Forgiven debt still might cost you

April 01, 2008|By EILEEN AMBROSE

Bills are piling up to the point where you dread opening your mailbox. If only your creditors would forgive your debt.

Sometimes, they will -- but even then your money troubles might not disappear.

Canceled debt in many cases is considered income -- taxable income. And if a creditor forgives thousands of dollars of debt, you can find yourself whacked by a big tax bill.

And that is not the only consequence. Forgiven debt can raise your income to the point where you're ineligible for certain credits and tax deductions, or part of your Social Security benefits is taxed, says Bob Scharin, a senior tax analyst with Thomson Tax & Accounting.

Of course, having a creditor absolve you of debt can be a financial lifesaver. And not all canceled debt is taxable. Congress last year, in response to the subprime mortgage mess, temporarily exempted a sizable amount of forgiven mortgage debt from taxes. Also, you won't be taxed on canceled debt in cases of bankruptcy or insolvency.

Still, a tax bill isn't what many expect when debt is being erased.

"People definitely are initially shocked," says Robin McKinney, executive director of the Maryland CASH Campaign, which helps lower-income taxpayers file returns. McKinney says she sees many such cases of shock now with car loans. The cars are repossessed and the loan balances wiped out, yet consumers receive a form saying they owe taxes on thousands of dollars of forgiven debt.

"Some people have even said, `If I had known this was a consequence, maybe I would have tried harder to refinance the loan,' " she says.

Credit-card bills are one of the most frequent types of forgiven debt -- and it is taxable.

Scharin notes an instance in which a consumer owed $21,270 on his credit card in 2004. The issuer, MBNA America Bank, agreed to accept about $4,600 to settle the debt. But the consumer balked at paying taxes on the $16,670. He argued that the settlement was a retroactive lowering of his interest rate and that he had repaid the principal. A tax court this month ruled against him.

Home mortgage debt is another area where many are trying to negotiate relief. Given the rise of foreclosures, Congress granted a temporary tax break for those whose housing debt is wiped out.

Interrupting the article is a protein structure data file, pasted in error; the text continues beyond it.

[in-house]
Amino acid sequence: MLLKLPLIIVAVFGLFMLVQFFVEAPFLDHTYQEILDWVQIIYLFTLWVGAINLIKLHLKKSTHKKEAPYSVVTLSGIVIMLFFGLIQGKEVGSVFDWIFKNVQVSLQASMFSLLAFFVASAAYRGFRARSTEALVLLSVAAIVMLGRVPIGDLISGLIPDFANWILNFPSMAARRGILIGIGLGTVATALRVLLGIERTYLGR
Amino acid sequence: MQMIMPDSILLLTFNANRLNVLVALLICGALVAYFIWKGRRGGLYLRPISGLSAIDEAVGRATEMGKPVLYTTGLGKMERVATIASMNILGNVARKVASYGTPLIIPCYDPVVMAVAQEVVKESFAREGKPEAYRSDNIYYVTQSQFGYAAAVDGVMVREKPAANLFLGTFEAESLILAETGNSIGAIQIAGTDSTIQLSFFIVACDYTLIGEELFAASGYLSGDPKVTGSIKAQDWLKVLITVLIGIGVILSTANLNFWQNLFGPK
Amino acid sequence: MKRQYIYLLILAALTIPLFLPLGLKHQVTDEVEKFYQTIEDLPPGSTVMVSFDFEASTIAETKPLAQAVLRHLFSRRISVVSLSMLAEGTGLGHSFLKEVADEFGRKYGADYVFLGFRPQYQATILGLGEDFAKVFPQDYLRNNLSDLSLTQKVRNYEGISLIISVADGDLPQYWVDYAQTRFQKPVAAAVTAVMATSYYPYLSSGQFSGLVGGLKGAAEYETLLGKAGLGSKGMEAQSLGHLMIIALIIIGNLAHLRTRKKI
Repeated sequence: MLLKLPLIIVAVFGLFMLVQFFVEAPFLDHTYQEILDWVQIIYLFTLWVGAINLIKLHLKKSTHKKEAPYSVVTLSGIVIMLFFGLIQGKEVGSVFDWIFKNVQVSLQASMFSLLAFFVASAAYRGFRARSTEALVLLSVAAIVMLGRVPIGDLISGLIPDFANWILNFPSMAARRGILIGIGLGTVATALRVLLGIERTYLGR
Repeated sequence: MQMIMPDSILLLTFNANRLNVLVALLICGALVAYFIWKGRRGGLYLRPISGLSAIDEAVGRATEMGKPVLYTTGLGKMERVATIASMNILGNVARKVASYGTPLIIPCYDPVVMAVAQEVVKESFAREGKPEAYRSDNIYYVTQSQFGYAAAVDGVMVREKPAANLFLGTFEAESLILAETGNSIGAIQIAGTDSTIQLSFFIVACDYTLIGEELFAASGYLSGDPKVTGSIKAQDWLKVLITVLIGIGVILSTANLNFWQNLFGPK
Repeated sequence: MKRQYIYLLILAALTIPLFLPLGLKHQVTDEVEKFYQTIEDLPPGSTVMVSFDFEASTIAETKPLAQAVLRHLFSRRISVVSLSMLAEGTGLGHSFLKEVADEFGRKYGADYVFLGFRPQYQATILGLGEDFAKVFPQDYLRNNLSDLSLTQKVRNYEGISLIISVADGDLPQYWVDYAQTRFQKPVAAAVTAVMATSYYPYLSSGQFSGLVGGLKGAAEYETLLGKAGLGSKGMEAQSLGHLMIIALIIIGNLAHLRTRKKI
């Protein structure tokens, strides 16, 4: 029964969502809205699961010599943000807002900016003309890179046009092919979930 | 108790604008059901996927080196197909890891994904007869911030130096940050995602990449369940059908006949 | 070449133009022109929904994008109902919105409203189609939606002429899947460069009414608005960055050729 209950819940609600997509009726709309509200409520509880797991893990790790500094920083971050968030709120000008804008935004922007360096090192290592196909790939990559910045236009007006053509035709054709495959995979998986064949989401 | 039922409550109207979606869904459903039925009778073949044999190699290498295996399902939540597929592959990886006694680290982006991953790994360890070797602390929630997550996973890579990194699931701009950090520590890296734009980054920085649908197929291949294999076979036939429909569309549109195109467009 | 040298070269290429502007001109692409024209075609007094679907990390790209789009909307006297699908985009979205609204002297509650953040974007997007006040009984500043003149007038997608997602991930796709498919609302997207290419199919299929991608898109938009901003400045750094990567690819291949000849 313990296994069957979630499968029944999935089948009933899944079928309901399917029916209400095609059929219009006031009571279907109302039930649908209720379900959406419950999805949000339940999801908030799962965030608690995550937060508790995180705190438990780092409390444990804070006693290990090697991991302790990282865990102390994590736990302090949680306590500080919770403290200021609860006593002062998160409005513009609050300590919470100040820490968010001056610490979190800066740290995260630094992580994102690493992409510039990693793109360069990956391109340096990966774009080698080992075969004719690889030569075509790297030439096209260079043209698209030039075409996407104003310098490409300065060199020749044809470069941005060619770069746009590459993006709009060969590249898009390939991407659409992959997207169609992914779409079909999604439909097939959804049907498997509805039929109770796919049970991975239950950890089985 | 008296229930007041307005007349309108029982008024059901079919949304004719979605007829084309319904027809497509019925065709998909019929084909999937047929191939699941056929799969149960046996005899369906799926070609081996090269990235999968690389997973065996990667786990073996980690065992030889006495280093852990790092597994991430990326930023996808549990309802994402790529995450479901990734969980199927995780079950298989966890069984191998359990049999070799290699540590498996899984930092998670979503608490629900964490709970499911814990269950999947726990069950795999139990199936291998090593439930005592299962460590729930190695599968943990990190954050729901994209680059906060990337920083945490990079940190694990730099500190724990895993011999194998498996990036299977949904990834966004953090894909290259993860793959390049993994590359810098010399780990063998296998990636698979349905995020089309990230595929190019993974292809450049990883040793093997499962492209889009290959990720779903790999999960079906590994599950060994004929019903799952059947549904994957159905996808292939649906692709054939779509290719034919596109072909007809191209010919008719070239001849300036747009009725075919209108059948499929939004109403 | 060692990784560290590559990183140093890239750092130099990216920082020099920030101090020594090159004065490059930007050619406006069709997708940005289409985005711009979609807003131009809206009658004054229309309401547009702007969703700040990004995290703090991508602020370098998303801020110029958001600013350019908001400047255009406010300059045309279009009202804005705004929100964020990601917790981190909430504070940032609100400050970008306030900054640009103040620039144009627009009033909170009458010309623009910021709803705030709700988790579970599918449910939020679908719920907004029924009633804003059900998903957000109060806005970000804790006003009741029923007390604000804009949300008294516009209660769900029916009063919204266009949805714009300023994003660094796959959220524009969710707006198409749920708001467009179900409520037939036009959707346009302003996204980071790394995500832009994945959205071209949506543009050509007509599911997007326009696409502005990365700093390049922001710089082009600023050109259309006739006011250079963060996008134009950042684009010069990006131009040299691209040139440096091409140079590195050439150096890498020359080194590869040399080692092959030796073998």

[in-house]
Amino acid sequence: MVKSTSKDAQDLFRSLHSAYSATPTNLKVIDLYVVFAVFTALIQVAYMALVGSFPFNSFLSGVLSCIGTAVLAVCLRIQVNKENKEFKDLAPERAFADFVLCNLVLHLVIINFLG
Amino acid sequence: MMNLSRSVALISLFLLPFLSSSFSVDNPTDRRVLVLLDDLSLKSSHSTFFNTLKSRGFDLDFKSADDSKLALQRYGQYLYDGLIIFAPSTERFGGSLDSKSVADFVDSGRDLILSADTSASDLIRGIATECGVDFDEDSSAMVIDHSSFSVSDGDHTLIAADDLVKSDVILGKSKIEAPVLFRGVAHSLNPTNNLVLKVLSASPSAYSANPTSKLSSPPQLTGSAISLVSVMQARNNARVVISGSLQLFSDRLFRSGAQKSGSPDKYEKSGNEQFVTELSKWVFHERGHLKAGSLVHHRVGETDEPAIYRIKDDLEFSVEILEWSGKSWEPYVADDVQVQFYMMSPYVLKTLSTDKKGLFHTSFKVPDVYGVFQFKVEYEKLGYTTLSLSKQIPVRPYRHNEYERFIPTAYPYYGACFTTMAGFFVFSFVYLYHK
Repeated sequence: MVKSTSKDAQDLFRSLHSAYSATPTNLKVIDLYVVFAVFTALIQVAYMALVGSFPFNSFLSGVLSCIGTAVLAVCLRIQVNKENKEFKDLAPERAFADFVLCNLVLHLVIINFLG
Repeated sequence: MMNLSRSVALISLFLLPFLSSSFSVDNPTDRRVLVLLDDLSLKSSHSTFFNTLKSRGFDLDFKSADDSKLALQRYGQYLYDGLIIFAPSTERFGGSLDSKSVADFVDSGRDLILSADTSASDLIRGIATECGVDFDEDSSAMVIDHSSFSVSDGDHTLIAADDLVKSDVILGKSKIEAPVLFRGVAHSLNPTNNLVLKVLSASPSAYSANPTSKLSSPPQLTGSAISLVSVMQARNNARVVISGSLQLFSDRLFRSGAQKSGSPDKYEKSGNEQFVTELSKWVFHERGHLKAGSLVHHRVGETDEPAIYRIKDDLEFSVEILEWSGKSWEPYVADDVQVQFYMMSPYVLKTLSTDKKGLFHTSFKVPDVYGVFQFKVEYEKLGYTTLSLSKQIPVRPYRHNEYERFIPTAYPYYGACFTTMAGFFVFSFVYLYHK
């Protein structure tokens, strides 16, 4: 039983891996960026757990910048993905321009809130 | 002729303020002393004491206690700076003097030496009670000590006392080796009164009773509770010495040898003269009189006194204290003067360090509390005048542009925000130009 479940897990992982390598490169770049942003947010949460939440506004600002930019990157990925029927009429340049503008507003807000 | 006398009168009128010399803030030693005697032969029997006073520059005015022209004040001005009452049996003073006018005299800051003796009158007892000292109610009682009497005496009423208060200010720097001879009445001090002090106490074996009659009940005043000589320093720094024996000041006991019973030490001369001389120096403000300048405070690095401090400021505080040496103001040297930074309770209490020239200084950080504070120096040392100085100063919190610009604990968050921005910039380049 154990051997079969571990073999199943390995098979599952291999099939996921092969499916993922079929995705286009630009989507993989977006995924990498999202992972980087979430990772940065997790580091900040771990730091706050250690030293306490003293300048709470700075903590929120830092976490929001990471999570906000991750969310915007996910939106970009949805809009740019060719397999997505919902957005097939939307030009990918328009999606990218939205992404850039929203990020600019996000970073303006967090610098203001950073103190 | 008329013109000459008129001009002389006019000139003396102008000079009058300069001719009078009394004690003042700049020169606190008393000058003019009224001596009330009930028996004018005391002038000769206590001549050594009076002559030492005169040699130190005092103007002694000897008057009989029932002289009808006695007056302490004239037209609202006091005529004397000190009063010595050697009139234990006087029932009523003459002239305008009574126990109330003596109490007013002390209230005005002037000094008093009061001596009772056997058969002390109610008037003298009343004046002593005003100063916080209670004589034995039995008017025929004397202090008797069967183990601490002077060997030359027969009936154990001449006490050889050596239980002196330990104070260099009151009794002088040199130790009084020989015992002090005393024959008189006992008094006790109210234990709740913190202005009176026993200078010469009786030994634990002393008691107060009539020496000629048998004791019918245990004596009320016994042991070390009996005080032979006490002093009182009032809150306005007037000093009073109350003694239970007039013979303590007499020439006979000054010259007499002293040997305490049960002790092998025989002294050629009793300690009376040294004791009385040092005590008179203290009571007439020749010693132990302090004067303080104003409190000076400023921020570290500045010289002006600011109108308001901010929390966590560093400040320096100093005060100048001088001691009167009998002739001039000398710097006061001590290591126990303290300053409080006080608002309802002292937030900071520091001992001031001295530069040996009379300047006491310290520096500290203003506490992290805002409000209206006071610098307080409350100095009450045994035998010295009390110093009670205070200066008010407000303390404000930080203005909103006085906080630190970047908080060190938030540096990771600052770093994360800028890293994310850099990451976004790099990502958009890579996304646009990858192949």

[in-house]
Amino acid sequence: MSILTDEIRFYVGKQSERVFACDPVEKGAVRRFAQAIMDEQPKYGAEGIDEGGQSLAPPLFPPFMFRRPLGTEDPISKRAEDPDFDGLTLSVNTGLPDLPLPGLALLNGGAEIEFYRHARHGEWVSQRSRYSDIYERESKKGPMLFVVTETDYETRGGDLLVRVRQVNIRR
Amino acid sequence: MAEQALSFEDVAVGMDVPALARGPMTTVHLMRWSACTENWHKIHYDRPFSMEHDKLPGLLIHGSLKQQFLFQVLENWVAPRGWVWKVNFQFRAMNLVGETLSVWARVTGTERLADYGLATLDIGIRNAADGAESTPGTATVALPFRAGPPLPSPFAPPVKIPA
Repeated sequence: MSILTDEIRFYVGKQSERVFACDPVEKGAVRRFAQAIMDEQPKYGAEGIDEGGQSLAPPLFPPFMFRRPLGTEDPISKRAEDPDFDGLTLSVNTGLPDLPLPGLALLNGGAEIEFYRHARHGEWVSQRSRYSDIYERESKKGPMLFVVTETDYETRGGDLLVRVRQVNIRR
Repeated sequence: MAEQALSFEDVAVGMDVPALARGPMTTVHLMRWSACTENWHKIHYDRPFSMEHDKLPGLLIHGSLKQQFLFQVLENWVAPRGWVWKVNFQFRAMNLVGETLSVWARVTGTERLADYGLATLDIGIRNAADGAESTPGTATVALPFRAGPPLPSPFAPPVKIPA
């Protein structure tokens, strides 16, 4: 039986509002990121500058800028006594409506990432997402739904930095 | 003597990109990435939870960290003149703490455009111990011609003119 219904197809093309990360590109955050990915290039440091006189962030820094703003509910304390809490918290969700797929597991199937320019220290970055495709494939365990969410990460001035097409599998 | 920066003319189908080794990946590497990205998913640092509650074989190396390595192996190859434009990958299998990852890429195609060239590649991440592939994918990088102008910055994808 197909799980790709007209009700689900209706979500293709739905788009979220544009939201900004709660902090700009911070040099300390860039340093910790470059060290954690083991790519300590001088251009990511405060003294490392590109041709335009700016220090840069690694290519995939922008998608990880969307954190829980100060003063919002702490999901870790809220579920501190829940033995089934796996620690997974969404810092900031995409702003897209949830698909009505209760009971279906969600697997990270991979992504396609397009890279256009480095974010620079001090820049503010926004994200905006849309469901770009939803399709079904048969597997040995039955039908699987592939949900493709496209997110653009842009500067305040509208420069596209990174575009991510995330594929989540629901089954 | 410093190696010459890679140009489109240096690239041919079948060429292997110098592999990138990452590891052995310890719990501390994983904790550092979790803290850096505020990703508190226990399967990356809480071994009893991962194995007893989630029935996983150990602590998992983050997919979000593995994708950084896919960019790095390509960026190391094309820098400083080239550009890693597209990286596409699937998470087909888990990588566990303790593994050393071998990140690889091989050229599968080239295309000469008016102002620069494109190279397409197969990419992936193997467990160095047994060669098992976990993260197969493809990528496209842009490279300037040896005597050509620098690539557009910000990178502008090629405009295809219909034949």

Under the new law, you won't have to pay taxes on up to $2 million of forgiven debt on a primary residence. Any debt wiped out on a second home is still subject to tax.

If the bank forgives the home equity loan you used to make substantial improvements to the house, that won't be taxed, either, Scharin says. But if that home equity loan was taken out for other reasons, say, to buy a car, then the forgiven debt will be taxed.

Again, this tax break is temporary. It applies to mortgage debt forgiven last year and through 2009.

Students, too, can catch a break. Many student loan forgiveness programs are available if borrowers work in needed fields, such as nursing or teaching, after graduation. This debt relief is not taxed, Scharin says.

Steve Hannan, executive director of the Maryland Consumers Rights Coalition says negotiating for debt relief "is a good move," but you must realize the tax consequences. He advises consumers to get any settlement in writing and find out if the creditor will notify credit reporting agencies that the debt is forgiven.

"It doesn't do any good if the debt has been forgiven but nobody knows about it," he says.

Keep all documentation to prove the debt was forgiven, in case a debt collector in the future tries to collect it again, he says. (Readers may recall a column I wrote last year about some consumers being haunted by "zombie debt," old debt that may have been paid off years ago but is resurrected by a debt collector demanding payment.)

As for documents, if you have $600 or more of canceled debt, you will receive a Cancellation of Debt form, or 1099-C, for tax purposes. (Even if the amount is less than $600, you are expected to report it as "other income" on your tax Form 1040.)

The IRS wants you to pay taxes on a pay-as-you-go-basis, McKinney says. If it looks as if you will owe a chunk of taxes on forgiven debt, you should pay estimated taxes on the amount or risk being hit with a penalty later, she says.

Also, if you don't have the money to pay the tax bill, you'll have to set up a payment plan with the IRS, she says.

To suggest a topic or share tips with readers, contact Eileen Ambrose at eileen.ambrose@baltsun.com.

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